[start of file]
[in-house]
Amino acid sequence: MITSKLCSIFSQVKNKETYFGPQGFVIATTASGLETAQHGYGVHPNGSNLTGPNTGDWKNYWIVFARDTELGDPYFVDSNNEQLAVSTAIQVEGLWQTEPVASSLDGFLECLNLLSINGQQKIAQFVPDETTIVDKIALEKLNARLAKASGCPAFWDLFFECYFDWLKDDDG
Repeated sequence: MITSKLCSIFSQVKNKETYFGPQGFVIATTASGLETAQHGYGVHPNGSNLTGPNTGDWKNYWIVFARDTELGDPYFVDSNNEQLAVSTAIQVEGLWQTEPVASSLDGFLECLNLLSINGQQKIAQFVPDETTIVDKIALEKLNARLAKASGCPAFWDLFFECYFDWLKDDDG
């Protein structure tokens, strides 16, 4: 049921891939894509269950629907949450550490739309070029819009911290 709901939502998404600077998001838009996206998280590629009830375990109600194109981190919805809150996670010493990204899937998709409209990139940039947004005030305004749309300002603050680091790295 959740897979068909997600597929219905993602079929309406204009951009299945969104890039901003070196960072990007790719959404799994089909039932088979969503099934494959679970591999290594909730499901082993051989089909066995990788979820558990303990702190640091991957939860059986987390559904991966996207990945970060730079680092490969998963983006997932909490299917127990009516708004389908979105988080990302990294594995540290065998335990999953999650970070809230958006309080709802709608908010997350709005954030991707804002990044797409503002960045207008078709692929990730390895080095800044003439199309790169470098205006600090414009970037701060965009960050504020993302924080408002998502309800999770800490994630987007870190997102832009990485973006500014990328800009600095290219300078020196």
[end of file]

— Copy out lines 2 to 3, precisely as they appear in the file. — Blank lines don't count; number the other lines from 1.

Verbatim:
Amino acid sequence: MITSKLCSIFSQVKNKETYFGPQGFVIATTASGLETAQHGYGVHPNGSNLTGPNTGDWKNYWIVFARDTELGDPYFVDSNNEQLAVSTAIQVEGLWQTEPVASSLDGFLECLNLLSINGQQKIAQFVPDETTIVDKIALEKLNARLAKASGCPAFWDLFFECYFDWLKDDDG
Repeated sequence: MITSKLCSIFSQVKNKETYFGPQGFVIATTASGLETAQHGYGVHPNGSNLTGPNTGDWKNYWIVFARDTELGDPYFVDSNNEQLAVSTAIQVEGLWQTEPVASSLDGFLECLNLLSINGQQKIAQFVPDETTIVDKIALEKLNARLAKASGCPAFWDLFFECYFDWLKDDDG